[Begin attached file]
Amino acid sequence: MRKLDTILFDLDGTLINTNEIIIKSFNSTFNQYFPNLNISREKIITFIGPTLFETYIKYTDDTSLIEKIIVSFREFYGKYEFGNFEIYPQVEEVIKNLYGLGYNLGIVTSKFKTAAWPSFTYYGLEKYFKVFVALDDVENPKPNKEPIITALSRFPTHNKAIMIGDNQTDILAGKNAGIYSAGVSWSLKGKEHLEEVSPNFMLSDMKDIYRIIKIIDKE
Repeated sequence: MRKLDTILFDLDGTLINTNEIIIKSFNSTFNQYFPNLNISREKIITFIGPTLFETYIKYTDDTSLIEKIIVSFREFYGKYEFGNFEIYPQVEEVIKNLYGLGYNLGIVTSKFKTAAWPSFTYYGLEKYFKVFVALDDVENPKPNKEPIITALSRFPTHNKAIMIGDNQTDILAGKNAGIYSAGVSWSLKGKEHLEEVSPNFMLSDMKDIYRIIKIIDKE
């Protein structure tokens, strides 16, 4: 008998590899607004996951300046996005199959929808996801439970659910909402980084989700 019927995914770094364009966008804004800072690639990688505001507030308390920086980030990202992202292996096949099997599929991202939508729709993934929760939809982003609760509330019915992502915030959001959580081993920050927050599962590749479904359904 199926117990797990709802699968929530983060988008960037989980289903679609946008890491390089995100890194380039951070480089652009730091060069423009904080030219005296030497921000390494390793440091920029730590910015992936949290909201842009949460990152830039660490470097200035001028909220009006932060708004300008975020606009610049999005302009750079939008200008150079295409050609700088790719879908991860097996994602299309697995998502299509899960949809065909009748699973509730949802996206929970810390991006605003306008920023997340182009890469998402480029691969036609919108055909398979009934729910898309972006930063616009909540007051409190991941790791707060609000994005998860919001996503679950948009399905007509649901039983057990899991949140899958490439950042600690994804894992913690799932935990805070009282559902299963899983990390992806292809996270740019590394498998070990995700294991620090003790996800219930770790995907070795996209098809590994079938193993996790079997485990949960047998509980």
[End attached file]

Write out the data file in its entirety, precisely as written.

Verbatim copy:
Amino acid sequence: MRKLDTILFDLDGTLINTNEIIIKSFNSTFNQYFPNLNISREKIITFIGPTLFETYIKYTDDTSLIEKIIVSFREFYGKYEFGNFEIYPQVEEVIKNLYGLGYNLGIVTSKFKTAAWPSFTYYGLEKYFKVFVALDDVENPKPNKEPIITALSRFPTHNKAIMIGDNQTDILAGKNAGIYSAGVSWSLKGKEHLEEVSPNFMLSDMKDIYRIIKIIDKE
Repeated sequence: MRKLDTILFDLDGTLINTNEIIIKSFNSTFNQYFPNLNISREKIITFIGPTLFETYIKYTDDTSLIEKIIVSFREFYGKYEFGNFEIYPQVEEVIKNLYGLGYNLGIVTSKFKTAAWPSFTYYGLEKYFKVFVALDDVENPKPNKEPIITALSRFPTHNKAIMIGDNQTDILAGKNAGIYSAGVSWSLKGKEHLEEVSPNFMLSDMKDIYRIIKIIDKE
């Protein structure tokens, strides 16, 4: 008998590899607004996951300046996005199959929808996801439970659910909402980084989700 019927995914770094364009966008804004800072690639990688505001507030308390920086980030990202992202292996096949099997599929991202939508729709993934929760939809982003609760509330019915992502915030959001959580081993920050927050599962590749479904359904 199926117990797990709802699968929530983060988008960037989980289903679609946008890491390089995100890194380039951070480089652009730091060069423009904080030219005296030497921000390494390793440091920029730590910015992936949290909201842009949460990152830039660490470097200035001028909220009006932060708004300008975020606009610049999005302009750079939008200008150079295409050609700088790719879908991860097996994602299309697995998502299509899960949809065909009748699973509730949802996206929970810390991006605003306008920023997340182009890469998402480029691969036609919108055909398979009934729910898309972006930063616009909540007051409190991941790791707060609000994005998860919001996503679950948009399905007509649901039983057990899991949140899958490439950042600690994804894992913690799932935990805070009282559902299963899983990390992806292809996270740019590394498998070990995700294991620090003790996800219930770790995907070795996209098809590994079938193993996790079997485990949960047998509980």